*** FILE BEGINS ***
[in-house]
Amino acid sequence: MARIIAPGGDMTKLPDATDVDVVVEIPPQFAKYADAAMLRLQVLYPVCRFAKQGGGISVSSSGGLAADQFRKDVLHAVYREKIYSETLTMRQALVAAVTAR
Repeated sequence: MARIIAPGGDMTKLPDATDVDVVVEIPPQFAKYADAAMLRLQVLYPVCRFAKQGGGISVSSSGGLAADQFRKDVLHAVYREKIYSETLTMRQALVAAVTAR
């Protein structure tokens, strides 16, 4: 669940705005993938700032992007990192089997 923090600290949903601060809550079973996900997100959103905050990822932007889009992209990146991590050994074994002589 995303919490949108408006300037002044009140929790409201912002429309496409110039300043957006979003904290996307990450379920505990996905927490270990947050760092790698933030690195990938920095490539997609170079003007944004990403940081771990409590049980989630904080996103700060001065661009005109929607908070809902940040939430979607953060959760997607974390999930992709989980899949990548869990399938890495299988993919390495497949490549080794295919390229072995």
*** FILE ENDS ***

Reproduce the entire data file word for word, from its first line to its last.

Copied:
[in-house]
Amino acid sequence: MARIIAPGGDMTKLPDATDVDVVVEIPPQFAKYADAAMLRLQVLYPVCRFAKQGGGISVSSSGGLAADQFRKDVLHAVYREKIYSETLTMRQALVAAVTAR
Repeated sequence: MARIIAPGGDMTKLPDATDVDVVVEIPPQFAKYADAAMLRLQVLYPVCRFAKQGGGISVSSSGGLAADQFRKDVLHAVYREKIYSETLTMRQALVAAVTAR
């Protein structure tokens, strides 16, 4: 669940705005993938700032992007990192089997 923090600290949903601060809550079973996900997100959103905050990822932007889009992209990146991590050994074994002589 995303919490949108408006300037002044009140929790409201912002429309496409110039300043957006979003904290996307990450379920505990996905927490270990947050760092790698933030690195990938920095490539997609170079003007944004990403940081771990409590049980989630904080996103700060001065661009005109929607908070809902940040939430979607953060959760997607974390999930992709989980899949990548869990399938890495299988993919390495497949490549080794295919390229072995």